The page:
ASHTON, Idaho (AP) -- After three years of repair and reconstruction, the Ashton Reservoir in eastern Idaho is on pace to reach its normal water levels by early next week.
The reservoir has been drawn down significantly in recent years to allow for crews to focus on upgrades to the dam's earthen base and other components.
The Post Register reports (http://bit.ly/ZLbfLF) the dam has slowly been refilling and Rocky Mountain Power began generating electricity earlier this month. Now, utility and government officials predict the reservoir will likely be reopened to the public for recreational activities on Jan. 4.
The dam, which began operating in 1914, has had a history of sinkholes, raising concerns about its overall structural integrity. The utility has been planning since 2004 the preparations and repairs that went into the project for the last several years.
The list of repairs and upgrades during the three-year project included removal and replacement of the earthen portion of the dam. Earlier this year, crews replaced and repaired concrete supporting structures on the downstream side of the power house.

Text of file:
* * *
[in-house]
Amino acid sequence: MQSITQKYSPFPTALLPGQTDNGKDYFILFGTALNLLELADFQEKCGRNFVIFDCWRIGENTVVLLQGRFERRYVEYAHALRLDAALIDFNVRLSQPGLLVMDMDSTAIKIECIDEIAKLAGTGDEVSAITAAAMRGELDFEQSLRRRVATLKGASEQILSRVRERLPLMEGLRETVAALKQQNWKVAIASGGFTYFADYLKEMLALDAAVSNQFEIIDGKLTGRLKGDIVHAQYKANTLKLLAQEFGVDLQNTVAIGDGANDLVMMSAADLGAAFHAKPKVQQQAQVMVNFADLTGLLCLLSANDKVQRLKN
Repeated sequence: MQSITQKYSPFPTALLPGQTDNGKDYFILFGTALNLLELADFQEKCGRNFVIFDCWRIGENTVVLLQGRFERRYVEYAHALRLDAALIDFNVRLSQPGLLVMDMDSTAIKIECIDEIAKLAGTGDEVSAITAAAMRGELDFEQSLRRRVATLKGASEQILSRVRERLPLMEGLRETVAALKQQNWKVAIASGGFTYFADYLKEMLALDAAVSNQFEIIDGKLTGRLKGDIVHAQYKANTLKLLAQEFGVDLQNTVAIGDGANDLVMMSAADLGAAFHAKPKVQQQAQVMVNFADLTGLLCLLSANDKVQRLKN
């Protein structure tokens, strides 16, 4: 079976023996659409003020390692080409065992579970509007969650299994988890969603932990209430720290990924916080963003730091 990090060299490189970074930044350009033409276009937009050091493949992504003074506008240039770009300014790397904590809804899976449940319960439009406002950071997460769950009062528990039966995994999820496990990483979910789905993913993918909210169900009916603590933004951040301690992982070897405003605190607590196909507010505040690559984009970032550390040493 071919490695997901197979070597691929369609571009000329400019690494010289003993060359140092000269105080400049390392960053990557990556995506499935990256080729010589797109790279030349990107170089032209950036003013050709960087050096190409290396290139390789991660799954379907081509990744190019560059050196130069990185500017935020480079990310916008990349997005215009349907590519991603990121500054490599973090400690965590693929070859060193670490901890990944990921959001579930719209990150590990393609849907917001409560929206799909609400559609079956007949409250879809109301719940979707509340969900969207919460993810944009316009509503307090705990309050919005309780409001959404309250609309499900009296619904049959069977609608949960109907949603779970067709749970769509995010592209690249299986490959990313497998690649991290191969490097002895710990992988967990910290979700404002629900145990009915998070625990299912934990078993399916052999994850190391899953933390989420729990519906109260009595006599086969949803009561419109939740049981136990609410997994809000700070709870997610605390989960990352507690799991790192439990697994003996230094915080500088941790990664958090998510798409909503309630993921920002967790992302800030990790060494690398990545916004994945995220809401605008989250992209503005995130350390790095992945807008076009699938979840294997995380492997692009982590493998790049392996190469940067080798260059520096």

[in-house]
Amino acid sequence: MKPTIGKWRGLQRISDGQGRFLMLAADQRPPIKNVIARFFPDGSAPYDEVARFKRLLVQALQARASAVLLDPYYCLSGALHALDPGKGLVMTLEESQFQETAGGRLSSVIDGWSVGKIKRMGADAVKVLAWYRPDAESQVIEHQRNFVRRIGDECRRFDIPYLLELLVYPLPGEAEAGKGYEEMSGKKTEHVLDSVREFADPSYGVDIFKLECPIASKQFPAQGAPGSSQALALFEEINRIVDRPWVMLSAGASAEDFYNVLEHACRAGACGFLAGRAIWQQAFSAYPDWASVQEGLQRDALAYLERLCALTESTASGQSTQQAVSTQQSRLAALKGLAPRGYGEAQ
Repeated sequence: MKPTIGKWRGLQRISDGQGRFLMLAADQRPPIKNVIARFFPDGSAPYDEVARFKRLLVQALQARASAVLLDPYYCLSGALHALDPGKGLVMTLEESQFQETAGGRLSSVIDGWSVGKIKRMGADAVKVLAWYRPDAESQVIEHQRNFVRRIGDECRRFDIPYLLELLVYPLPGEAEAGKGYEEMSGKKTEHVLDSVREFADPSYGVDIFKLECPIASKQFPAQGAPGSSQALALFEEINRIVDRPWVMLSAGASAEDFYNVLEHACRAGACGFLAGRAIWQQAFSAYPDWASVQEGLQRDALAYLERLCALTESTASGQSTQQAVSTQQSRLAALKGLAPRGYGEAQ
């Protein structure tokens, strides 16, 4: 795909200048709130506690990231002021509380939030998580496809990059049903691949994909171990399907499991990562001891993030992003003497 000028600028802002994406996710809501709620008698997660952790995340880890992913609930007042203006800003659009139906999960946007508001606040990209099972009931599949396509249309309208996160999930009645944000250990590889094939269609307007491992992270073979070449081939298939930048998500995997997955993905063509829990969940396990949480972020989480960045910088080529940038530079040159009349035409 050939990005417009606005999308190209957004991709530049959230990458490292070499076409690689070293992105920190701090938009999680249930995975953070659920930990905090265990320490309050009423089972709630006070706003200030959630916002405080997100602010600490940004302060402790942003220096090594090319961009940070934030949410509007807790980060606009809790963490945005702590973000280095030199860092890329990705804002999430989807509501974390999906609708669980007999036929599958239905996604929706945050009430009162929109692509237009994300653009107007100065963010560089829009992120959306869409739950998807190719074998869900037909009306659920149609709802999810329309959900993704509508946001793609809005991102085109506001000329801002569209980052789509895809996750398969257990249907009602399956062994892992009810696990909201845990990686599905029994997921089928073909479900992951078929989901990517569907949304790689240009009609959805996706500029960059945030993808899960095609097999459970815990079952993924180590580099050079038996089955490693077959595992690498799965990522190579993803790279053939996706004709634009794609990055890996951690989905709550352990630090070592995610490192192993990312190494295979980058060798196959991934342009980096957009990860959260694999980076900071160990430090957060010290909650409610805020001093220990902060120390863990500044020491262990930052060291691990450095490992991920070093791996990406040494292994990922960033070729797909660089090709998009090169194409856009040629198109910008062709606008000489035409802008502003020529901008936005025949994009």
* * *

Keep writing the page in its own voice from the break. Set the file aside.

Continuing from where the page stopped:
During this summer and fall, work focused on excavation and reconstruction of the earthen and rock-fill portion of the dam and replacing its concrete crest.
Initially, the project had its share of skeptics, specifically angler groups concerned the work would flush dirt and sediment down the Henry's Fork of the Snake River, a world famous trout stream. But those fears, along with concerns about reservoir drawdowns shortchanging farmers reliant on irrigation water, never materialized.
"We appreciate nearby property owners and farmers' patience and understanding during the course of this project," project manager Troy Stout said.
Crews have had to refill the reservoir 26 feet -- at a rate of nearly one foot per day -- to reach normal levels.
Copyright 2012 The AP.